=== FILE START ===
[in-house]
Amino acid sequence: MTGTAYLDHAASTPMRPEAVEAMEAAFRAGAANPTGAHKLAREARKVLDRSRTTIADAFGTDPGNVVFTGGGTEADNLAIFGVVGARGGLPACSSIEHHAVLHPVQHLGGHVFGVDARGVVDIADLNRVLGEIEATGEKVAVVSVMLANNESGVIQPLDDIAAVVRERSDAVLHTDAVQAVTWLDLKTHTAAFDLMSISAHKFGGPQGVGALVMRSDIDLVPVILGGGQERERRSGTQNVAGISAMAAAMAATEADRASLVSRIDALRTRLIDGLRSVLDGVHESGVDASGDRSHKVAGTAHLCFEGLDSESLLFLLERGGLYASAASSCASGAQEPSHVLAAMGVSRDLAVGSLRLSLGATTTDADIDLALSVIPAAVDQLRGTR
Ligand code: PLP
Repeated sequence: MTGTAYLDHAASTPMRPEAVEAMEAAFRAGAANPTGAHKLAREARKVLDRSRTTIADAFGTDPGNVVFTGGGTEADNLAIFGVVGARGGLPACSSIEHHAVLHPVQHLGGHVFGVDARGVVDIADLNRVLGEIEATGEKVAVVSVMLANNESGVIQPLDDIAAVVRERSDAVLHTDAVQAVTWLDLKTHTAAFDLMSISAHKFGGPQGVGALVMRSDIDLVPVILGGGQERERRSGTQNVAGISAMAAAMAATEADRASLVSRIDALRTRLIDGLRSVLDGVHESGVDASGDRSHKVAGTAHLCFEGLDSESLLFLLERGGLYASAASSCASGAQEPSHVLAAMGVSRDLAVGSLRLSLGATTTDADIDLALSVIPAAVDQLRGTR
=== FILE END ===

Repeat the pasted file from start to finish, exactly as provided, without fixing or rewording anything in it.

[in-house]
Amino acid sequence: MTGTAYLDHAASTPMRPEAVEAMEAAFRAGAANPTGAHKLAREARKVLDRSRTTIADAFGTDPGNVVFTGGGTEADNLAIFGVVGARGGLPACSSIEHHAVLHPVQHLGGHVFGVDARGVVDIADLNRVLGEIEATGEKVAVVSVMLANNESGVIQPLDDIAAVVRERSDAVLHTDAVQAVTWLDLKTHTAAFDLMSISAHKFGGPQGVGALVMRSDIDLVPVILGGGQERERRSGTQNVAGISAMAAAMAATEADRASLVSRIDALRTRLIDGLRSVLDGVHESGVDASGDRSHKVAGTAHLCFEGLDSESLLFLLERGGLYASAASSCASGAQEPSHVLAAMGVSRDLAVGSLRLSLGATTTDADIDLALSVIPAAVDQLRGTR
Ligand code: PLP
Repeated sequence: MTGTAYLDHAASTPMRPEAVEAMEAAFRAGAANPTGAHKLAREARKVLDRSRTTIADAFGTDPGNVVFTGGGTEADNLAIFGVVGARGGLPACSSIEHHAVLHPVQHLGGHVFGVDARGVVDIADLNRVLGEIEATGEKVAVVSVMLANNESGVIQPLDDIAAVVRERSDAVLHTDAVQAVTWLDLKTHTAAFDLMSISAHKFGGPQGVGALVMRSDIDLVPVILGGGQERERRSGTQNVAGISAMAAAMAATEADRASLVSRIDALRTRLIDGLRSVLDGVHESGVDASGDRSHKVAGTAHLCFEGLDSESLLFLLERGGLYASAASSCASGAQEPSHVLAAMGVSRDLAVGSLRLSLGATTTDADIDLALSVIPAAVDQLRGTR